Tipit: $2.5M To Bring User-Generated AR To All

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Tipit: $2.5M To Bring User-Generated AR To All
February 8, 2017

Augmented reality glasses may be stuck in the dorky phase for the foreseeable future but smartphone-based augmented reality is only going to grow more popular moving forward.

 

Outside of Pokemon-catching, the primary augmented reality applications being used in the wild have been smart filters in apps like Snapchat and MSQRD which superimpose digital images or animations onto users’ faces via complex facial tracking.

 

Tipit is a small augmented reality startup looking to bring these AR feature sets to a more diverse set of applications through its own body/face/object-tracking SDK. The company is announcing today that it has closed a $2.5 million round of seed funding with investment from the Tel Aviv-based Atooro Fund.

 

Tipit gathered attention in April of 2016 when it introduced Solo, a photo and video filter app that essentially allowed users to green screen themselves and choose backgrounds for photos or filters that outlined their bodies. The app has amassed around two million registered users in the past year, popular primarily with the crowd of Generation Z youngsters.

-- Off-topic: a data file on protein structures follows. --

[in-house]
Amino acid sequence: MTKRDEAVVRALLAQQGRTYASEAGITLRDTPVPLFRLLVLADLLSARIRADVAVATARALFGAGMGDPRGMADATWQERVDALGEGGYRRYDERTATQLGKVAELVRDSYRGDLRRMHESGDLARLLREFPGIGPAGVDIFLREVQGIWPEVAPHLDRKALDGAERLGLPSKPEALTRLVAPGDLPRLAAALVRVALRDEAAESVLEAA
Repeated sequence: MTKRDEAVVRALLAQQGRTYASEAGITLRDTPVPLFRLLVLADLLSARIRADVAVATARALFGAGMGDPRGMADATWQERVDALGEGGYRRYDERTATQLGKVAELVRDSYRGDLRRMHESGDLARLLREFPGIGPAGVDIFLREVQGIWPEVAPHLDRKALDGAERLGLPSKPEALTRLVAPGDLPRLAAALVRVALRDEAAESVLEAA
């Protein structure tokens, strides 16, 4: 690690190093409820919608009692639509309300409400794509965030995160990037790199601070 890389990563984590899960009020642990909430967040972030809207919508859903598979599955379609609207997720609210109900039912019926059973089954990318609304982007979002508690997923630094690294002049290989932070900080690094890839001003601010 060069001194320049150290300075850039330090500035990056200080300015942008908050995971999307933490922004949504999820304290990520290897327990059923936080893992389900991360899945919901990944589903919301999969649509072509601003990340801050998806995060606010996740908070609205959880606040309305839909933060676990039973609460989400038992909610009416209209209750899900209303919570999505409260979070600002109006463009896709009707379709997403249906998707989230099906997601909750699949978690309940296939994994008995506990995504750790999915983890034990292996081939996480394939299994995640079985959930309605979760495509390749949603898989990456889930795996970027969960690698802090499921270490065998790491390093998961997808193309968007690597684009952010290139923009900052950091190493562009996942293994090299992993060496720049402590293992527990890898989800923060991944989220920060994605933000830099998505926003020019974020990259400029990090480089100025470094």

One of the main use cases seems to be editing user-created Musical.ly-style dance videos with quick and dirty green screen effects.

The startup is now introducing an SDK and set of creative tools for companies to bring augmented reality effects to their apps. Tipit relies on skeletal tracking and segmentation data more so than the considerably more fickle facial tracking data, which has allowed them to produce a relatively high-quality solution on the cheap, though it is admittedly less thrilling than barfing rainbows.

 

Tipit CEO Jonathan Rimon claims that some of the most advanced facial tracking platforms cost up to $300 thousand per year, Tipit has made its body-tracking SDK solution available for free in the development phase with smaller customers paying about $200 per month.

 

“Most of our solutions cannot be found anywhere outside the platform,” Rimon told TechCrunch. “Now, anybody can do [augmented reality], not just the big customers who develop their own solutions.”

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